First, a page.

The Toronto Maple Leafs have a lot of work to get done this summer and it will be up to general manager Kyle Dubas to prove his mettle and find the balance.
Since Toronto was bounced out of the playoffs by the Boston Bruins in the first round, reality came crashing back through the window and expectations came back down to Earth. Despite lofty opportunities, the Maple Leafs couldn’t pull out of a tough contest with their fated rivals and that left many scratching their proverbial heads.
It also left many questions.
What’s to be done about head coach Mike Babcock? Many blame him for the post-season exodus thanks to “questionable” ice time distribution and a laundry list of other complaints generated from armchair bench bosses.
Or what about Nazem Kadri? Is the forward more liability than asset? He sat out for the remainder of the first round thanks to a suspension, familiar territory for the 28-year-old. In exit interviews, he swore that he’d change. But is that a good thing? Has this relationship run its course?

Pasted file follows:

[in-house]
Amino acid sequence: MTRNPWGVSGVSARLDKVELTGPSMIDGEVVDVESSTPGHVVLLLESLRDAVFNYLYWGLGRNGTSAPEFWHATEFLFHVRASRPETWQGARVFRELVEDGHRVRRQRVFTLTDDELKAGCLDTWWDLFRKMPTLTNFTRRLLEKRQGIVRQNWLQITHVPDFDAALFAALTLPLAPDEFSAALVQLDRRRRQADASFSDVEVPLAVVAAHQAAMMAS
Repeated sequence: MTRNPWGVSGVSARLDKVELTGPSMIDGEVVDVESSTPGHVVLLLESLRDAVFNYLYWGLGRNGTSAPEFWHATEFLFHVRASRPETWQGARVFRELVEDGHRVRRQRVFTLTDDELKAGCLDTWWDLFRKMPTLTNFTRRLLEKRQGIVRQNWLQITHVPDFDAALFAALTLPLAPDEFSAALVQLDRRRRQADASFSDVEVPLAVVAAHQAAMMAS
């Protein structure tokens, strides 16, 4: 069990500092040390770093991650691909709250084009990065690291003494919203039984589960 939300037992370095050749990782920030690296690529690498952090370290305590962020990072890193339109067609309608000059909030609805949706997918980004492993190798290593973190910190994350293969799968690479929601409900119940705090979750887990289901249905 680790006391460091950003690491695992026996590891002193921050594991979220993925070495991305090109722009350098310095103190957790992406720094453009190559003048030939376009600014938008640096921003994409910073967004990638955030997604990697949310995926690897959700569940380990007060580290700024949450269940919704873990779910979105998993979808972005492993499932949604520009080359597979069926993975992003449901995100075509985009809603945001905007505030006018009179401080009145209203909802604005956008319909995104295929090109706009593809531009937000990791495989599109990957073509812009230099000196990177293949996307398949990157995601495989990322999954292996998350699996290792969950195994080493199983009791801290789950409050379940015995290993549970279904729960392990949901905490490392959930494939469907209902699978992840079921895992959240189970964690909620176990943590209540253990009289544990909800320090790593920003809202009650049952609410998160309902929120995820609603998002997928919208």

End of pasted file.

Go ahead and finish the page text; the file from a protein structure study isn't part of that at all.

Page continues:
And there’s the money. Money and Mitch Marner, precisely. The Maple Leafs want to have him signed by July 1 and they’ll need to get realistic when it comes to funds.
Dubas has already inked Auston Matthews to a five-year extension worth $58.17 million and Marner will probably generate similar green. And this after caving in signing William Nylander after a holdout situation that dogged the franchise throughout last summer. If this summer is a repeat of that disaster, it won’t wear well on these Maple Leafs.
Now, options are on table. Kadri can go, a potentially valuable trade piece that may benefit from a new situation. And Jake Gardiner is probably all but out, probably a relief for defenceman and fanbase alike. And there’s Kasperi Kapanen or Andreas Johnsson, who have to accept qualifying offers to get new deals.
Toronto could go the safe route and let sleeping dogs lie, which means doing what they can to get Marner signed and letting the other pieces fall by the wayside. They can lighten their problems, alleviate their losses and move on full in the knowledge that next year might be different.
But that doesn’t mean there won’t be problems. It’s in Marner’s best interest to wait it out until as close to July 1 as possible, especially if Dubas doesn’t pull out big money right away. The GM wants to – needs to – avoid a bad situation and a repeat of the Nylander Saga, so look for cash in hand.
But if nothing’s done by July 1, all bets are off. We could see offer sheets and other creative elements in the wind, which means Toronto could be in for one wild summer. Again.
(Photo credit: Kevin Sousa/NHLI via Getty Images)